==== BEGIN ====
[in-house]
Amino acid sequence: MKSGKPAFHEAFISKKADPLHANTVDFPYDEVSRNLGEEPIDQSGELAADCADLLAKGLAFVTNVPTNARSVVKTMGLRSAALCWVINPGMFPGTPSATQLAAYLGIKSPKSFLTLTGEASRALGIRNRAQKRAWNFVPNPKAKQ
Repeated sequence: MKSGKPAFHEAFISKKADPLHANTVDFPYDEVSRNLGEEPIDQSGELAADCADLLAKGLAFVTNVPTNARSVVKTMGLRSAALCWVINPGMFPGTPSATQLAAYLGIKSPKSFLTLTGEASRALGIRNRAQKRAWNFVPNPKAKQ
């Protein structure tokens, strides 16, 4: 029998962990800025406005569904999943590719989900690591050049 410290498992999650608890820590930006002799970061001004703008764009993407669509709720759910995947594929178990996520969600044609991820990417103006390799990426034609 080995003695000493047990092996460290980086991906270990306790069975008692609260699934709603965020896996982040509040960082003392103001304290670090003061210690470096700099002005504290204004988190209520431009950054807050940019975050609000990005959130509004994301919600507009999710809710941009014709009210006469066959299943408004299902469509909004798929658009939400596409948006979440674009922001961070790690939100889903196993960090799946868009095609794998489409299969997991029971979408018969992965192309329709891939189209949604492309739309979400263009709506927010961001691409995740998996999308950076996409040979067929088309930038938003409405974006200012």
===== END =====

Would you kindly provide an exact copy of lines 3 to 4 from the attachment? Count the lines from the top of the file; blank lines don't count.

Repeated sequence: MKSGKPAFHEAFISKKADPLHANTVDFPYDEVSRNLGEEPIDQSGELAADCADLLAKGLAFVTNVPTNARSVVKTMGLRSAALCWVINPGMFPGTPSATQLAAYLGIKSPKSFLTLTGEASRALGIRNRAQKRAWNFVPNPKAKQ
């Protein structure tokens, strides 16, 4: 029998962990800025406005569904999943590719989900690591050049 410290498992999650608890820590930006002799970061001004703008764009993407669509709720759910995947594929178990996520969600044609991820990417103006390799990426034609 080995003695000493047990092996460290980086991906270990306790069975008692609260699934709603965020896996982040509040960082003392103001304290670090003061210690470096700099002005504290204004988190209520431009950054807050940019975050609000990005959130509004994301919600507009999710809710941009014709009210006469066959299943408004299902469509909004798929658009939400596409948006979440674009922001961070790690939100889903196993960090799946868009095609794998489409299969997991029971979408018969992965192309329709891939189209949604492309739309979400263009709506927010961001691409995740998996999308950076996409040979067929088309930038938003409405974006200012």